Karnowski noted that much of the steel in household appliances and cars made in the United States begins as raw taconite ore on the Iron Range, which is another reason to extend the life of the mine.

One option created an uproar in this part of the Iron Range.

Known as the “westerly route’’ it would have run Highway 53 to the west of Eveleth and connected to Highway 169 on the west side of Virginia. For some people living south of the mine, a 2-mi. trip to downtown Virginia would have become a 20-mi. trip.

“Everything here ties to Highway 53 from the east and west,’’ said Charlie Baribeau, a retired pharmacist and longtime Virginia City Council member. “It’s a main artery to get to all the businesses.’’

Baribeau said it wasn’t just a matter of retailers and other businesses losing commercial traffic, but said it would make it tougher to get patients to the emergency room at Essentia Health, the main hospital in the Virginia area, in time to save them.

“You need a window to start medications and get the patients treated, but it would take our ambulance services in this area an extra 30 to 40 minutes to get people on the east end of the Range.’’

Baribeau was among the citizens who met many times with MnDOT’s Dwyer and others for more than a year, until the agency dropped the westerly route from its options.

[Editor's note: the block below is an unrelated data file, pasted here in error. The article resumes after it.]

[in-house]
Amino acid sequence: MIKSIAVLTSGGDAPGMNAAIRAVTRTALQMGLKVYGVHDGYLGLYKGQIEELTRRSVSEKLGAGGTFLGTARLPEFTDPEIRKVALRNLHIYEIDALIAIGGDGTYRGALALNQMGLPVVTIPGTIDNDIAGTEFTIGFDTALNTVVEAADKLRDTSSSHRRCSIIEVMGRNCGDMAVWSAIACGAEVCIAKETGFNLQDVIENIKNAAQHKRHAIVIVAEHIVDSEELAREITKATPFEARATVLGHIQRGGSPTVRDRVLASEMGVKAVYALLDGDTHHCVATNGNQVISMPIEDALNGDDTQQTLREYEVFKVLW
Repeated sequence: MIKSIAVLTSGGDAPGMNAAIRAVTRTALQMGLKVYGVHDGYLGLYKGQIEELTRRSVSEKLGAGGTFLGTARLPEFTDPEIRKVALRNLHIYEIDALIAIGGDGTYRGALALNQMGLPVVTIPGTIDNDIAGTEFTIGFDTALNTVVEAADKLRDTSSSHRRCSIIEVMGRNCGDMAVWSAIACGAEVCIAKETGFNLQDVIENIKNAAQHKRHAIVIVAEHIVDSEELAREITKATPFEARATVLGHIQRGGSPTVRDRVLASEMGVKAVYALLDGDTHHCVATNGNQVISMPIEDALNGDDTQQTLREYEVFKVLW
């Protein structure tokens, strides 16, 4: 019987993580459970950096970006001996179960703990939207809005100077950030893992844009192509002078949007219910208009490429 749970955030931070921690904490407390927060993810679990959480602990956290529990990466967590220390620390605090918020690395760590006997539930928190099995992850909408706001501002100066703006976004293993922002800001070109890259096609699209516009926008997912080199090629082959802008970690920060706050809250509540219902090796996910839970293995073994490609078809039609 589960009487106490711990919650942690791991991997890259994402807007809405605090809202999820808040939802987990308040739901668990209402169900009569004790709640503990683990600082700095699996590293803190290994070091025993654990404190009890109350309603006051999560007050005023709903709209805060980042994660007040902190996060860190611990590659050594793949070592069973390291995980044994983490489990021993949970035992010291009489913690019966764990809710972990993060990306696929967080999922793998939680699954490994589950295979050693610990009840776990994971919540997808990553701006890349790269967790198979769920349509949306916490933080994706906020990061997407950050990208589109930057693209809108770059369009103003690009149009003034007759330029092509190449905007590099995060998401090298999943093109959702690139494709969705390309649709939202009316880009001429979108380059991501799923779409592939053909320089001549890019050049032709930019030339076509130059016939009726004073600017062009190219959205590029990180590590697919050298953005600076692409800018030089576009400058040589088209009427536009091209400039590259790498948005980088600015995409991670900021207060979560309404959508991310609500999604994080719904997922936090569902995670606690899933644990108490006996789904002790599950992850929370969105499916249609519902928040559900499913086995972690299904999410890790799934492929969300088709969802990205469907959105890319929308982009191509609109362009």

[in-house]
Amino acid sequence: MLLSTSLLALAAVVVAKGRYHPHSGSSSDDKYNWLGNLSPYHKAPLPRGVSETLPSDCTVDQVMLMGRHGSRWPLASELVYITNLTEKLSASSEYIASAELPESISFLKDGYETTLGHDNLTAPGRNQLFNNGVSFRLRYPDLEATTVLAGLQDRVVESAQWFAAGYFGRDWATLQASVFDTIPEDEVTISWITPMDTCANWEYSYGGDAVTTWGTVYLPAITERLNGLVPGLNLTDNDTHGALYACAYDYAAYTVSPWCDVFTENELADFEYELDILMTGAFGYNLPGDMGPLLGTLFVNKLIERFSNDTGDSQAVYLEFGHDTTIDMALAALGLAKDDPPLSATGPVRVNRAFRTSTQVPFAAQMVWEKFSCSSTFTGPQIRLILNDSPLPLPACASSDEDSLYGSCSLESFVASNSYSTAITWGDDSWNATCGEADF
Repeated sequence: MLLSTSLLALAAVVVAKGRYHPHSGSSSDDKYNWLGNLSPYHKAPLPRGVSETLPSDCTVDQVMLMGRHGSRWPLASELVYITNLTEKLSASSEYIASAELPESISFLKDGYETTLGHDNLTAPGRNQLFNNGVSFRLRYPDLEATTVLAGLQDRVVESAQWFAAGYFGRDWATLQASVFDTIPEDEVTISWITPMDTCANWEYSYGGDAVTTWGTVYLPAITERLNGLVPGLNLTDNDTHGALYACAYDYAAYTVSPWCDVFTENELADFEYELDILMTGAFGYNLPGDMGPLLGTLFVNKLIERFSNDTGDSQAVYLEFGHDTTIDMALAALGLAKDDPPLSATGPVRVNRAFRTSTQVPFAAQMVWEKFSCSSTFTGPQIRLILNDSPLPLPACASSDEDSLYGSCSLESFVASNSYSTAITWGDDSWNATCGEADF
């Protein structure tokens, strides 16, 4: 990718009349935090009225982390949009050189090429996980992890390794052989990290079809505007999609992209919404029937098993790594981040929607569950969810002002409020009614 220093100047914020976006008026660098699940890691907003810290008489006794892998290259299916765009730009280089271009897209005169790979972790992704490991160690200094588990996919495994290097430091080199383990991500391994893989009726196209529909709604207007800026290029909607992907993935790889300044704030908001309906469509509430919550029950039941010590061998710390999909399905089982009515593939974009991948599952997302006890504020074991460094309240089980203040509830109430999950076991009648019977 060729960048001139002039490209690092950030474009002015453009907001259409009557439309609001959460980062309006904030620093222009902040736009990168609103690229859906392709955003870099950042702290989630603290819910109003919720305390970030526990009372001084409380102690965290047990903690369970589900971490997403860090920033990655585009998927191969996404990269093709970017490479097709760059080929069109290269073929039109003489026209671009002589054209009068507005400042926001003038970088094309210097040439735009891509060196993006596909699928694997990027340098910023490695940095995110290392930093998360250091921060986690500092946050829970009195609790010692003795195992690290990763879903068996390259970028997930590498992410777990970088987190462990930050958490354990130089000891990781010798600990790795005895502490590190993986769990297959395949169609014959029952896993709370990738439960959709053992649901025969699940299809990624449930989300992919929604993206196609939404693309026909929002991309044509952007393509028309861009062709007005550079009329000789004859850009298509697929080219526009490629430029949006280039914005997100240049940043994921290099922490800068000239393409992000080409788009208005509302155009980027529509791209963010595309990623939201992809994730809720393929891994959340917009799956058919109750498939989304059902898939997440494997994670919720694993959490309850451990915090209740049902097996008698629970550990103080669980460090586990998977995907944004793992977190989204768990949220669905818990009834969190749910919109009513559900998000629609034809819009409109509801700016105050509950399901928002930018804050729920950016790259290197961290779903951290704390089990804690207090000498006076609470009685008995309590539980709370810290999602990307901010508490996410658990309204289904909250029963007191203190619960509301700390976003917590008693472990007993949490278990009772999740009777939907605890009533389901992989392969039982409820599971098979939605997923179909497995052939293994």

The remaining options would all keep Highway 53 close to its current alignment, so the issue of added miles being an inconvenience has for the most part disappeared.

One option, known as M-1, would send the road right over the United Taconite active mine. But the footprint of that road would be much wider than just the width of the four-lane.

The mining company has stated it prefers to remain neutral on the routing options, but has made it clear that the M-1 route could shorten the life of the mine because it would restrict the movement of trucks.

The most visually stunning of the options, known as E-2, would span two sides of the old Rouchleau Pit with a high bridge.

“The E-2, or the large bridge, would be the highest bridge in Minnesota,’’ Dwyer said, adding that it would probably cost more than $60 million to build the route.